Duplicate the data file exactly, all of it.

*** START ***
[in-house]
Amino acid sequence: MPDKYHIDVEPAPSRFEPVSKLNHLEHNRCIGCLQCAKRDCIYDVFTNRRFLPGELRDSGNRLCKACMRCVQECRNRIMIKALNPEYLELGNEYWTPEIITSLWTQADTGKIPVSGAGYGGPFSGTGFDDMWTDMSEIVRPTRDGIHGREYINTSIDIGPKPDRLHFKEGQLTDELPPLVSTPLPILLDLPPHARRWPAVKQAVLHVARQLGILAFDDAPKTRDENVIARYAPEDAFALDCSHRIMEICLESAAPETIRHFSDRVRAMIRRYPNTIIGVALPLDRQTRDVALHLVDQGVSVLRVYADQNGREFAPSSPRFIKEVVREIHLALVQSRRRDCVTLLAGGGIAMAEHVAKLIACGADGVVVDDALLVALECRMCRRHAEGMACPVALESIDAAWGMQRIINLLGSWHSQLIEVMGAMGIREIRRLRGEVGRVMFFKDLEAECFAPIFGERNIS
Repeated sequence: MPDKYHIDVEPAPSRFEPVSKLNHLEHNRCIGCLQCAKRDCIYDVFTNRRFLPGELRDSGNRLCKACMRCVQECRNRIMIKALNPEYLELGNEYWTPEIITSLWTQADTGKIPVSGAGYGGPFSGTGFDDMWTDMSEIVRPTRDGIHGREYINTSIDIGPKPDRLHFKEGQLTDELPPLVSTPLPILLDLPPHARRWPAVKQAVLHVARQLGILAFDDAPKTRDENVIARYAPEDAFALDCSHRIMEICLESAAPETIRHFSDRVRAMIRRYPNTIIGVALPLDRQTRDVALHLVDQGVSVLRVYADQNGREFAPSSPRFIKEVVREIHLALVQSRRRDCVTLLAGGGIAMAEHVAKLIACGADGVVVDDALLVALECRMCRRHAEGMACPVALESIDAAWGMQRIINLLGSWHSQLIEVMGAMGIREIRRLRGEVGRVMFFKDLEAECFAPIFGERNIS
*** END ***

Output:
[in-house]
Amino acid sequence: MPDKYHIDVEPAPSRFEPVSKLNHLEHNRCIGCLQCAKRDCIYDVFTNRRFLPGELRDSGNRLCKACMRCVQECRNRIMIKALNPEYLELGNEYWTPEIITSLWTQADTGKIPVSGAGYGGPFSGTGFDDMWTDMSEIVRPTRDGIHGREYINTSIDIGPKPDRLHFKEGQLTDELPPLVSTPLPILLDLPPHARRWPAVKQAVLHVARQLGILAFDDAPKTRDENVIARYAPEDAFALDCSHRIMEICLESAAPETIRHFSDRVRAMIRRYPNTIIGVALPLDRQTRDVALHLVDQGVSVLRVYADQNGREFAPSSPRFIKEVVREIHLALVQSRRRDCVTLLAGGGIAMAEHVAKLIACGADGVVVDDALLVALECRMCRRHAEGMACPVALESIDAAWGMQRIINLLGSWHSQLIEVMGAMGIREIRRLRGEVGRVMFFKDLEAECFAPIFGERNIS
Repeated sequence: MPDKYHIDVEPAPSRFEPVSKLNHLEHNRCIGCLQCAKRDCIYDVFTNRRFLPGELRDSGNRLCKACMRCVQECRNRIMIKALNPEYLELGNEYWTPEIITSLWTQADTGKIPVSGAGYGGPFSGTGFDDMWTDMSEIVRPTRDGIHGREYINTSIDIGPKPDRLHFKEGQLTDELPPLVSTPLPILLDLPPHARRWPAVKQAVLHVARQLGILAFDDAPKTRDENVIARYAPEDAFALDCSHRIMEICLESAAPETIRHFSDRVRAMIRRYPNTIIGVALPLDRQTRDVALHLVDQGVSVLRVYADQNGREFAPSSPRFIKEVVREIHLALVQSRRRDCVTLLAGGGIAMAEHVAKLIACGADGVVVDDALLVALECRMCRRHAEGMACPVALESIDAAWGMQRIINLLGSWHSQLIEVMGAMGIREIRRLRGEVGRVMFFKDLEAECFAPIFGERNIS